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John Pulikkan, PhD

What's in a gene?

Milwaukee – March 19, 2019

Associate Investigator John Pulikkan, PhD, hopes to develop targeted therapies to treat acute myeloid leukemia.


Typically, cancer patients—whether they have lung cancer or leukemia—are treated with chemotherapy. Chemo’s aim is to attack harmful cancer cells; however, it also kills normal, healthy cells, leaving patients susceptible to infection and other harmful side effects. What if there were a way to specifically target cancer cells, without putting healthy cells at risk?

Finding a new way to treat diseases like cancer is not a simple process. First, investigators must identify which genes in the human body are mutating and causing the disease. Second, they must discover an inhibitor (in most cases, a drug) that will prevent or cure the disease. Finally, they must ensure this inhibitor has no toxic side effects and that it is safe for patients to use.

Associate Investigator John Pulikkan, PhD, may be new to the Blood Research Institute (BRI), but his expertise in identifying inhibitors precedes him. During his postdoctoral work at the University of Massachusetts Medical School, Dr. Pulikkan studied how mutations in the DNA of blood cells direct leukemia formation. In collaboration with researchers at the University of Virginia. Dr. Pulikkan co-discovered AI-10-49, a small molecule inhibitor of the aberrant gene CBFβ-SMMHC, which causes acute myeloid leukemia (AML). He tested this inhibitor against leukemic samples to show that the inhibitor could be a potential treatment option for patients with leukemia.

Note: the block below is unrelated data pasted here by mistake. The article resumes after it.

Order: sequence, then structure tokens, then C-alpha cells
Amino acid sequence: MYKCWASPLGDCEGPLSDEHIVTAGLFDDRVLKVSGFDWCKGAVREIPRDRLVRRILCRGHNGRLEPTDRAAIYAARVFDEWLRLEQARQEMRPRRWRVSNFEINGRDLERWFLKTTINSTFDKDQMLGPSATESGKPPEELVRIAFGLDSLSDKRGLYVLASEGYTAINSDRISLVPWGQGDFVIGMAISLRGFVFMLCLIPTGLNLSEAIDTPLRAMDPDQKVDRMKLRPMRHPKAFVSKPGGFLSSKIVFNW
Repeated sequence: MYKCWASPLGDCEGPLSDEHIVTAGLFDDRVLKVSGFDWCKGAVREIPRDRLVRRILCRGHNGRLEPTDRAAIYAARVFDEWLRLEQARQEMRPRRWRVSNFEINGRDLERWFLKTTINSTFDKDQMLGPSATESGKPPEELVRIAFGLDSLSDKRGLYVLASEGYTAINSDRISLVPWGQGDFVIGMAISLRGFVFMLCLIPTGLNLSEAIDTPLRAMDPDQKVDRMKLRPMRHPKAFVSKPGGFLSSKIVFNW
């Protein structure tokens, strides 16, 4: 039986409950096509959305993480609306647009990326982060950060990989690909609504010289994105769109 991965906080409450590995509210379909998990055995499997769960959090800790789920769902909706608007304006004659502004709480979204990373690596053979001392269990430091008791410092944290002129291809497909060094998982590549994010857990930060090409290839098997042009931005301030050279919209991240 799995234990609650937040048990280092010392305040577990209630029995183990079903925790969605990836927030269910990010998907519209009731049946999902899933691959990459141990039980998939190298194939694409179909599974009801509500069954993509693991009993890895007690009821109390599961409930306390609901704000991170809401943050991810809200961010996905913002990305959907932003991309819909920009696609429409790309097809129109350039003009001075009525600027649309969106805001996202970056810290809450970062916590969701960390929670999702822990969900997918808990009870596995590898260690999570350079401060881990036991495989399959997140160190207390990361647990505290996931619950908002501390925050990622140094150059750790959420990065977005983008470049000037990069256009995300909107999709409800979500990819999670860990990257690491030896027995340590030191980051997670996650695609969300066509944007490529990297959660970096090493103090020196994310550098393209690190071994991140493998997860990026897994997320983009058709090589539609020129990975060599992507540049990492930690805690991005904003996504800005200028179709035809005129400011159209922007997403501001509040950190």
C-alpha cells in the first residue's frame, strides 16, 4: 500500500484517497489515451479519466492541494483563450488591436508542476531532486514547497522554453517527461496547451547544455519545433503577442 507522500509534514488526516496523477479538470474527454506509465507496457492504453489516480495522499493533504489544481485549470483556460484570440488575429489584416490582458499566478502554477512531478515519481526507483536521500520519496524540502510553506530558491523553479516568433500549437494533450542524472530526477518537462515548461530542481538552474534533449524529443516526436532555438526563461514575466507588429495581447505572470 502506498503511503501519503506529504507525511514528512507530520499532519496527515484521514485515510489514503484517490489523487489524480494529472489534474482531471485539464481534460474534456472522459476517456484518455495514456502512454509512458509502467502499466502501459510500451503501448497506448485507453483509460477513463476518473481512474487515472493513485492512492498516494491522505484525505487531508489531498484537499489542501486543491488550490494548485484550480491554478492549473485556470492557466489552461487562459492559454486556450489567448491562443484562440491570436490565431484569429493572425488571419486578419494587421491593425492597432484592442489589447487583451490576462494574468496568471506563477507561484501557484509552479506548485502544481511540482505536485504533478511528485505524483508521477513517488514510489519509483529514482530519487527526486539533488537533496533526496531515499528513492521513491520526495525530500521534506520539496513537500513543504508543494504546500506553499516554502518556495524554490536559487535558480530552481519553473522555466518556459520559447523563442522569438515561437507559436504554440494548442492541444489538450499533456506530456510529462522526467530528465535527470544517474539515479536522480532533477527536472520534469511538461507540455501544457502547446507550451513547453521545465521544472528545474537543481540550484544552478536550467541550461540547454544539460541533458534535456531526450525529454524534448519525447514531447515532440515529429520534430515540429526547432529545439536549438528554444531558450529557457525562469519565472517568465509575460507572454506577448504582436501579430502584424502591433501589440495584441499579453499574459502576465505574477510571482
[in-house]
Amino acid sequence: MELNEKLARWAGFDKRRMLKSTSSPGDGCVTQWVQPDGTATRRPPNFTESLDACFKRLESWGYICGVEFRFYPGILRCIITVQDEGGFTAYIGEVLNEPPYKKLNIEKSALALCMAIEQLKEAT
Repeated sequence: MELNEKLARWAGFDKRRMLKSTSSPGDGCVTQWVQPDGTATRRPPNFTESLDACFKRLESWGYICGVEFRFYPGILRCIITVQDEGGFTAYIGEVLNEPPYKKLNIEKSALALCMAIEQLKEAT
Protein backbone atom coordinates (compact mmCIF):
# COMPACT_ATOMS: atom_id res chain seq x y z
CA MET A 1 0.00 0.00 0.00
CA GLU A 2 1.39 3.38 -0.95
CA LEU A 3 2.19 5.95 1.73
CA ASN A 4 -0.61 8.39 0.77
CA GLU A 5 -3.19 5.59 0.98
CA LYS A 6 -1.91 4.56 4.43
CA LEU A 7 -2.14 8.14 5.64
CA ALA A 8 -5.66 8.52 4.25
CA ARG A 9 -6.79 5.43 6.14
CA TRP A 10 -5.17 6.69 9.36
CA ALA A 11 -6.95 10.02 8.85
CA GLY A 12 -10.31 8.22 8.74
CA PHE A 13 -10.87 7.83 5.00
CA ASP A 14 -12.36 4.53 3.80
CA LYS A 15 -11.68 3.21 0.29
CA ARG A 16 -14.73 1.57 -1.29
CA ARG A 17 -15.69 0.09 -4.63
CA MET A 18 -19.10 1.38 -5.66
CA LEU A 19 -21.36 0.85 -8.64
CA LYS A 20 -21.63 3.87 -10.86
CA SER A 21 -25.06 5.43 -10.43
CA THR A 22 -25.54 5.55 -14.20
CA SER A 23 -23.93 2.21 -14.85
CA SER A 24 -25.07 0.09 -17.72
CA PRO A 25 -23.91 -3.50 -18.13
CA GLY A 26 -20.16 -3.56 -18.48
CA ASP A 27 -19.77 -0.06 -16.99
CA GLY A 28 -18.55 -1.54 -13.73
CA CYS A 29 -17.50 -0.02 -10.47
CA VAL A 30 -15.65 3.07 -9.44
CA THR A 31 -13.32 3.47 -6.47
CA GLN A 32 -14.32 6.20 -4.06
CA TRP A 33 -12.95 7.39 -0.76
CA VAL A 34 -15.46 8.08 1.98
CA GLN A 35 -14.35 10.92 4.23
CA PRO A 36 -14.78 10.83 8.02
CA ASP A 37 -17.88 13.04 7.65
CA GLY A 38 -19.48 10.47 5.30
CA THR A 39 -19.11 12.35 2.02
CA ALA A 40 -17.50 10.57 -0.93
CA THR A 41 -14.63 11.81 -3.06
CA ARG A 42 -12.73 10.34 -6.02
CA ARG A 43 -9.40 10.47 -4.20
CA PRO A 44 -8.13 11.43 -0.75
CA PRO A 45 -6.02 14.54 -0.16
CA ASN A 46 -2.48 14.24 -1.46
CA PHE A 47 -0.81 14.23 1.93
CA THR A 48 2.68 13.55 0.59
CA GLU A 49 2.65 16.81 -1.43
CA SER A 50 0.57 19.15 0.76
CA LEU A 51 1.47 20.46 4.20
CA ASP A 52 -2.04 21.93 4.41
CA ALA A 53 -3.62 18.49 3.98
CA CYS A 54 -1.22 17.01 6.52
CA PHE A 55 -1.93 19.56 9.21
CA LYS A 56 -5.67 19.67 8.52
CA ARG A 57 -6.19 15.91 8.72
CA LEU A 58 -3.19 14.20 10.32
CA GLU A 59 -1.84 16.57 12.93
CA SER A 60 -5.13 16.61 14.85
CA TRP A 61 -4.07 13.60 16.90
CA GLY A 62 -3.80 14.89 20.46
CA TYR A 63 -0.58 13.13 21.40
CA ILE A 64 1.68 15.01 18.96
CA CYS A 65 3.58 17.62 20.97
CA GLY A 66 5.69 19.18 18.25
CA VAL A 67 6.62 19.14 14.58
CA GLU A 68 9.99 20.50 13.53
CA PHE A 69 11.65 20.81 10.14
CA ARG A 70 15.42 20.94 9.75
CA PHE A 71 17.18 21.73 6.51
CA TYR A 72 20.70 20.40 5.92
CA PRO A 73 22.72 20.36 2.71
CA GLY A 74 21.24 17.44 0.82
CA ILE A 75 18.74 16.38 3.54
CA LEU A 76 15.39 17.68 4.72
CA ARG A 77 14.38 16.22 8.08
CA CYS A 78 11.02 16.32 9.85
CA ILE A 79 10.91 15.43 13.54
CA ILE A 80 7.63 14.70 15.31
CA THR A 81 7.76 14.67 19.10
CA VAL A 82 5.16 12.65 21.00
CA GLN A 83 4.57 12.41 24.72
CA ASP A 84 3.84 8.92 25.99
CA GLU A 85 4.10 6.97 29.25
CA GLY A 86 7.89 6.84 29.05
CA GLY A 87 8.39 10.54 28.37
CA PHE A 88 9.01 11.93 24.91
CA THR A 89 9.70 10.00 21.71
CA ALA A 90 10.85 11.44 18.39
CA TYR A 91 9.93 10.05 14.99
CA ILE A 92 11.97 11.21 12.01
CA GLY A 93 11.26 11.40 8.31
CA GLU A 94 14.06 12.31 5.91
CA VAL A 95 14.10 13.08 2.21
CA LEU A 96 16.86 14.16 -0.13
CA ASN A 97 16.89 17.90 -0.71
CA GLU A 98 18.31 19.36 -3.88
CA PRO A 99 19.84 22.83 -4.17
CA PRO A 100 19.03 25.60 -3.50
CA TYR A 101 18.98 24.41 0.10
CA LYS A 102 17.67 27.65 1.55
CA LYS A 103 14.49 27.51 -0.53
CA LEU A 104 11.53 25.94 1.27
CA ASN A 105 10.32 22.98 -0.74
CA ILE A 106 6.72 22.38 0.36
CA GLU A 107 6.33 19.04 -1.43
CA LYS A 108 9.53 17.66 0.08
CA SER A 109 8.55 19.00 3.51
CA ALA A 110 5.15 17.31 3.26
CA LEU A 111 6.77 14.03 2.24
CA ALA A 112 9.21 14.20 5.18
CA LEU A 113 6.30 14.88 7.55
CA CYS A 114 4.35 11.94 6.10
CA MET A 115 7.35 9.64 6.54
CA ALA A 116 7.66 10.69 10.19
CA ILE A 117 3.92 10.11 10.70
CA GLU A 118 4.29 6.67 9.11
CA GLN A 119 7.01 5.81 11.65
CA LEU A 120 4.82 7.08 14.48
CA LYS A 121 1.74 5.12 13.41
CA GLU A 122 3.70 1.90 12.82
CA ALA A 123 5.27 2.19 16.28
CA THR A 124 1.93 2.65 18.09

Now, Dr. Pulikkan brings that expertise to the Versiti Blood Research Institute, where he will study CEBPA, a gene in the human body that is mutated in acute myeloid leukemia. Little is known about CEBPA mutations in leukemia, and very few labs are working on it. Dr. Pulikkan is working hard to understand how it mutates and causes leukemia.

For investigators, identifying the genes that mutate and cause cancer is relatively easy. But in order to develop new treatment methods for patients, investigators need to better understand what causes them to mutate in the first place, which is more challenging. Without knowing how and why these mutations cause leukemia, it’s difficult to develop a treatment that will solely attack leukemia cells, leaving healthy cells be. “If we know this, it will help us design drugs that will fix the problem,” Dr. Pulikkan says. Once investigators have identified how the “problem” genes cause AML, they can begin work on targeted therapies that would eventually be taken into clinical trials.

Eventually, Dr. Pulikkan would like to develop drugs that are specially targeted to the mutated leukemia cells, so that the drugs would have no side effects—sparing patients the potentially harmful side effects of chemotherapy. This innovative research will hopefully help other investigators develop ways to treat other forms of cancer, and not just blood cancers like acute myeloid leukemia.

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